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The Los Angeles County Flood Control District is reportedly currently working on a plan to open up more than 138 miles of San Gabriel Valley waterways to bicyclists and pedestrians. The San Gabriel Valley Greenway Strategic Implementation Plan will create a roadmap toward increasing open space in SGV communities and connecting to Rio Hondo and the San Gabriel Valley River.
During a presentation to the San Gabriel Valley Council Governments’ Technical Advisory Committee, the civil engineer with the Flood Control District Enrique Baul said: “The plan will transform flood control district right-of-way within the San Gabriel Valley … into a world-class greenway network. This plan will incorporate the needs of the communities and bridge gaps between existing planning efforts and it will identify and prioritize project opportunities.”
This new plan comes after years of other planning and actions by regional decision-makers and local stakeholders. In 2014, the SGVCOG and ActiveSGV, then known as BikeSGV, were awarded funding to conduct a regional Greenway Feasibility Study to identify flood control channels, abandoned railways, and utility rights-of-ways to be transformed into bikeways, urban trails, and parks from the California Active Transportation Program. This study identified 50 miles of waterways best suited for greenways. Then, the Los Angeles County Board of Supervisors unanimously passed a motion to create the San Gabriel Valley Regional Greenway Network Implementation Plan in 2017.
For this project, Flood Control District staff have completed a couple of analyses so far. They’ve mapped out which waterways have hydraulic concerns and analyzed the size of right-of-ways for the entire network. And as for the right-of-way analysis, Flood Control District staff is currently figuring out how much space they have available to accommodate the greenway.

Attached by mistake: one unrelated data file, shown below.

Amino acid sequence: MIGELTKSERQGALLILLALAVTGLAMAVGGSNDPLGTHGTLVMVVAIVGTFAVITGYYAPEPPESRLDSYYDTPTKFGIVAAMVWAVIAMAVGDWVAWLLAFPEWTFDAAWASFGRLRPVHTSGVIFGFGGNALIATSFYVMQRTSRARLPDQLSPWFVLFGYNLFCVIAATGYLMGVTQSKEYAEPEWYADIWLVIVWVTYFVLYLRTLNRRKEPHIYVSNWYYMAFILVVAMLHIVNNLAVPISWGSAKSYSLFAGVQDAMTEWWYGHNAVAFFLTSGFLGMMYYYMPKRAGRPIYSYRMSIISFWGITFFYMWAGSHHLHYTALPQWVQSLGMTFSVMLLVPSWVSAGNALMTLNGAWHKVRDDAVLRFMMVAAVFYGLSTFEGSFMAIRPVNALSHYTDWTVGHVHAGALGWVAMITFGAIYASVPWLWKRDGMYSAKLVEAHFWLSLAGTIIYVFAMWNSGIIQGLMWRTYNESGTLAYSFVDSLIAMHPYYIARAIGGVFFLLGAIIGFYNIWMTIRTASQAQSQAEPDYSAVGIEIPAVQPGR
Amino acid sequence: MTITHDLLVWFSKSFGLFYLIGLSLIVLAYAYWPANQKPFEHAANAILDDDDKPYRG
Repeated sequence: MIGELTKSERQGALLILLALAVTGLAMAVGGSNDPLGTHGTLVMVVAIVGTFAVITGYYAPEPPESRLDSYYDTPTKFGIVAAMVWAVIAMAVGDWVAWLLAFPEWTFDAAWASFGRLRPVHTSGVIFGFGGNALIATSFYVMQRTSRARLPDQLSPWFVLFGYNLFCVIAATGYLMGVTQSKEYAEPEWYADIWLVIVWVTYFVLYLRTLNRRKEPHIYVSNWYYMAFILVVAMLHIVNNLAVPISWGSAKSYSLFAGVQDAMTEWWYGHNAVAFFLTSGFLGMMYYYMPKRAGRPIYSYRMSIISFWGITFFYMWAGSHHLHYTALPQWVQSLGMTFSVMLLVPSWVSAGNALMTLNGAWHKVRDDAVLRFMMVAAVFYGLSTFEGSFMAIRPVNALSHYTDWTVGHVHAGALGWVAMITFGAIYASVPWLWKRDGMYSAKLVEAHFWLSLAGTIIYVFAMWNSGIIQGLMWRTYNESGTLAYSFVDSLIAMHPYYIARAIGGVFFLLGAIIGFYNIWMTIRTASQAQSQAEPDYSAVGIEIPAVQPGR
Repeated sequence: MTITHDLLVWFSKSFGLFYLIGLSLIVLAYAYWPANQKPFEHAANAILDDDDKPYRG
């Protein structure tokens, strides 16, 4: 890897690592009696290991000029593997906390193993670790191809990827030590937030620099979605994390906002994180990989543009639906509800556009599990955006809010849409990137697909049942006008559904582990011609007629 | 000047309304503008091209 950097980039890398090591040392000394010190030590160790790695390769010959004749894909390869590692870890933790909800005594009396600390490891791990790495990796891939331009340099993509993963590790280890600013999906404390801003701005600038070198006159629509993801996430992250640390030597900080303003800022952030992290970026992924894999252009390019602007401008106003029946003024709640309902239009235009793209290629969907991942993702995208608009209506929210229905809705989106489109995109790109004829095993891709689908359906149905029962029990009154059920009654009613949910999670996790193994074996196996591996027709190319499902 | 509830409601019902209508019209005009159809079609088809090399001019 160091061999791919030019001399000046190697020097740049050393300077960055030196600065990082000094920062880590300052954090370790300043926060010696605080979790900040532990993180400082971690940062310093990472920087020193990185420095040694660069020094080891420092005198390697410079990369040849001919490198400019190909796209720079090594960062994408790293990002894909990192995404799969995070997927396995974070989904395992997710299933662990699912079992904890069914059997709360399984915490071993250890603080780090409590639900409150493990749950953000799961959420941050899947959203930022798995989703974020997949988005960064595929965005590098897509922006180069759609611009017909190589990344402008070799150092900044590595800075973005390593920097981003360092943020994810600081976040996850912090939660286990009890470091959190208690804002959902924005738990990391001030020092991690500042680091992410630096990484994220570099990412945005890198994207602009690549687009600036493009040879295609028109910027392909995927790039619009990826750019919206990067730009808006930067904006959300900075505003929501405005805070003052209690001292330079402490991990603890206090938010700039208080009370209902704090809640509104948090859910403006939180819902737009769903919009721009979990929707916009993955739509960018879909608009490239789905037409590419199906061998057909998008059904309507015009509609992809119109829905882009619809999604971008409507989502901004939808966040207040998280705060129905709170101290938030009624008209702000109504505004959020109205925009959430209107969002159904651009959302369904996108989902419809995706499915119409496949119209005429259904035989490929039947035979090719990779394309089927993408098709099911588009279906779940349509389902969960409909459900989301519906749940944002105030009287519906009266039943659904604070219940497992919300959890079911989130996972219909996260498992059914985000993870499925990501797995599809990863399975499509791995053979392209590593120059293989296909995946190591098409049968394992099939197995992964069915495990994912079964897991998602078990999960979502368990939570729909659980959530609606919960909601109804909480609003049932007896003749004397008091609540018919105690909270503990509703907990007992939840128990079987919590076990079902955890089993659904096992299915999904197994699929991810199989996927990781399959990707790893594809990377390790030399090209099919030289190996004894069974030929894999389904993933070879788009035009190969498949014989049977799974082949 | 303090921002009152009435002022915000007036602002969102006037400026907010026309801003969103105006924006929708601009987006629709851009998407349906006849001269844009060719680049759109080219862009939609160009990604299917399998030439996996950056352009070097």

Moreover, the plan will also prioritize projects through two lenses: a community lens and a circulation lens. The first will identify where are communities with the highest density, are the most disadvantaged, have high pollution burdens and lack park space. The second will see where retail, industry and schools are located along the waterways, where existing projects are happening, what regulatory constraints may exist within waterways being analyzed, and the complexity of a project and how that would affect or increase its cost.
The plan is expected to be completed by Fall 2021, and the environmental review process by Summer 2022. And though the SGV Greenway Strategic Implementation Plan is still a few years out from being finalized, 13 projects have already started and are in various stages of development, including the Puente Creek Greenway and San Jose Creek Regional Access Multi-use Path.
According to Baul, the SGV TAC is the first engagement with cities the project has done, but LAC Flood Control staff will reach out to individual cities in the planning area to get their feedback. At the time of the meeting, only City of Pomona staff had been reached directly.